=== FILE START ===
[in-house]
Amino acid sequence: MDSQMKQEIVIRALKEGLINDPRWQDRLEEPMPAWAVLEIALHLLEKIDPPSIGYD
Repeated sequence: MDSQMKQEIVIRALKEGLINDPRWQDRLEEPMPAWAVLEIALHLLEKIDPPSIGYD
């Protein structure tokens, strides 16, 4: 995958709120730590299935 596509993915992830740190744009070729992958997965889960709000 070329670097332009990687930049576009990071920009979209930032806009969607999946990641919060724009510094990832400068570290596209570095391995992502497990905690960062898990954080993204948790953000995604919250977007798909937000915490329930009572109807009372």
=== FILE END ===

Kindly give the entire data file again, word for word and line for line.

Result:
[in-house]
Amino acid sequence: MDSQMKQEIVIRALKEGLINDPRWQDRLEEPMPAWAVLEIALHLLEKIDPPSIGYD
Repeated sequence: MDSQMKQEIVIRALKEGLINDPRWQDRLEEPMPAWAVLEIALHLLEKIDPPSIGYD
């Protein structure tokens, strides 16, 4: 995958709120730590299935 596509993915992830740190744009070729992958997965889960709000 070329670097332009990687930049576009990071920009979209930032806009969607999946990641919060724009510094990832400068570290596209570095391995992502497990905690960062898990954080993204948790953000995604919250977007798909937000915490329930009572109807009372």